Then, addressing Trump directly and nodding vigorously, Graham said, “Keep being strong, Mr. President. You will win all these fights if you stay strong.”

By casting the crown prince’s punishment as yet another way for Trump to show his toughness, Graham seemed to be stroking the president’s ego to convince him. He had lots of bipartisan support on the Sunday shows.

On CNN’s State of the Union, Republican Senator Ben Sasse of Nebraska used a catchphrase that referenced allegations that the 15-member Saudi assassination team that traveled to Istanbul included an autopsy specialist equipped with a dismemberment tool: “You don’t bring a bone saw to a fistfight.”

The Senate’s No. 2 Democrat, Dick Durbin of Illinois, said on NBC’s Meet the Press that he believes the crown prince must have ordered Khashoggi’s killing, given that “five of his personal bodyguards are among those currently accused.”

Senator Thom Tillis, a North Carolina Republican, followed Durbin on the show and said he also suspects MbS was involved: “You do not do something of this magnitude without having clearance from the top.” Tillis said that if the crown prince remains in power, “I think it will be very problematic for our relationship going forward.”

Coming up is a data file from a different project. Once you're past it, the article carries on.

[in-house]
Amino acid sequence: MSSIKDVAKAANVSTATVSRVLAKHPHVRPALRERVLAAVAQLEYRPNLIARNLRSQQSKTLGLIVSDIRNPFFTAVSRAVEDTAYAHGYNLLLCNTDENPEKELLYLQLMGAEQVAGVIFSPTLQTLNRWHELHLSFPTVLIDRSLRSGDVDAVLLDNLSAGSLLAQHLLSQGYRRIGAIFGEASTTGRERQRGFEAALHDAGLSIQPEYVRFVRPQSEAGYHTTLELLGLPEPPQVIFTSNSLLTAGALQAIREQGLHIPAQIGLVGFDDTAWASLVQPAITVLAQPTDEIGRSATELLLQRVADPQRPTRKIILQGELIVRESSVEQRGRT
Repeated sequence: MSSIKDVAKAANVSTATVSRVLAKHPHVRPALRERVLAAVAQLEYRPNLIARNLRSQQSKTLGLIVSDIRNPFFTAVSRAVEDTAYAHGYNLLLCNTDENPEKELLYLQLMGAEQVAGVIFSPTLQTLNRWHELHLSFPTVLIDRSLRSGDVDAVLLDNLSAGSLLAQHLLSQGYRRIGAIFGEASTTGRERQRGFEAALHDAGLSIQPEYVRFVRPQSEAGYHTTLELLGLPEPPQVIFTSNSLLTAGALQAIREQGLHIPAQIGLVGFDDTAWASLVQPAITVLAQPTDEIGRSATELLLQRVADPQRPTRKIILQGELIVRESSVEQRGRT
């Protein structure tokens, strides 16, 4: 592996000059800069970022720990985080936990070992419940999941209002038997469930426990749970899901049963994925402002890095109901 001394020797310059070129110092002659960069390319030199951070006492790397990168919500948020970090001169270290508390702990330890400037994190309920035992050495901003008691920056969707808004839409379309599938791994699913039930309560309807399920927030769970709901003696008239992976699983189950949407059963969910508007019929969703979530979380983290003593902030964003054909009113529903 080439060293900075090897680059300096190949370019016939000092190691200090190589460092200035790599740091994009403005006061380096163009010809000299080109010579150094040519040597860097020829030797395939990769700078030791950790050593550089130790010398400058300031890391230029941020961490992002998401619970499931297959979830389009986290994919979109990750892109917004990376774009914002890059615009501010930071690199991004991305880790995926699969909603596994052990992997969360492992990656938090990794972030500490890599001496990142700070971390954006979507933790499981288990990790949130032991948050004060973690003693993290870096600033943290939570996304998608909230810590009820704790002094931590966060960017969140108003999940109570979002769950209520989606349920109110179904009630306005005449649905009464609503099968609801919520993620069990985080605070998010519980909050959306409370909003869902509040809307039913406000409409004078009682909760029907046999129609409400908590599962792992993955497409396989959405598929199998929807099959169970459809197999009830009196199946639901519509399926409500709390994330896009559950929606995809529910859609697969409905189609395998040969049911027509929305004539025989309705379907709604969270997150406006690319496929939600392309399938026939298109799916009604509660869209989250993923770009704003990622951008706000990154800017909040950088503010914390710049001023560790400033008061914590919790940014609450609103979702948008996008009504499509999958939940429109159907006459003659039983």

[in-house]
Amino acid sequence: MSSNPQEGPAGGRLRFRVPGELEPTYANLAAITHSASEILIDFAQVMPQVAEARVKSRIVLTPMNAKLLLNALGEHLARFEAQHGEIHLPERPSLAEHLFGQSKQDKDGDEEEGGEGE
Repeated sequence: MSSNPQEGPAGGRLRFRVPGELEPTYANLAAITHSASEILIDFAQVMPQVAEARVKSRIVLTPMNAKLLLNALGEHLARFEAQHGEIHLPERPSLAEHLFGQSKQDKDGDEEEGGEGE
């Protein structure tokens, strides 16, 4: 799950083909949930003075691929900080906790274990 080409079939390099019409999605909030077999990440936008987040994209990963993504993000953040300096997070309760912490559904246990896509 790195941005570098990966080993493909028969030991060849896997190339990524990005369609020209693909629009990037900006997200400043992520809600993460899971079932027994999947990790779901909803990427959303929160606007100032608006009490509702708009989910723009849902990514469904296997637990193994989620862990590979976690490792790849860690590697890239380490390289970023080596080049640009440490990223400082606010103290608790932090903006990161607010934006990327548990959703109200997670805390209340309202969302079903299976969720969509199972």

Republican Senator Rand Paul of Kentucky seconded Graham’s call for leadership change, saying on Fox News Sunday that the crown prince “is gonna have to be replaced.” Paul—who sits on the Senate Foreign Relations Committee, which oversees foreign arms sales—said the kingdom has “over the decades been the largest state sponsor of radical Islam and violent jihad.”

The chair of the Foreign Relations Committee, Senator Bob Corker of Tennessee, also made clear that he thinks the crown prince ordered the operation. A Trump critic who is not running for reelection, Corker joined Paul, Graham, and others in citing a litany of other aggressive acts by MbS, from detaining the Lebanese prime minister to conducting a brutal war in Yemen.

Two influential members of the House joined the chorus. “It’s hard for me to imagine that these orders would have been carried out without the knowledge of the crown prince,” Representative Adam Schiff, the California Democrat who will lead the intelligence committee if the Democrats take the House in next month’s elections, said on ABC’s This Week. “I think this ought to be a relationship-altering event for the U.S. and Saudi Arabia, that we ought to suspend military sales, we ought to suspend certain security assistance, and we ought to impose sanctions on any of those that were directly involved in this murder.”

Representative Peter King, a New York Republican on the intelligence committee, emphasized Saudi Arabia’s importance in containing Iran and gathering intelligence, but he agreed that “what happened here was savagery, and we can’t go along with their cover story.”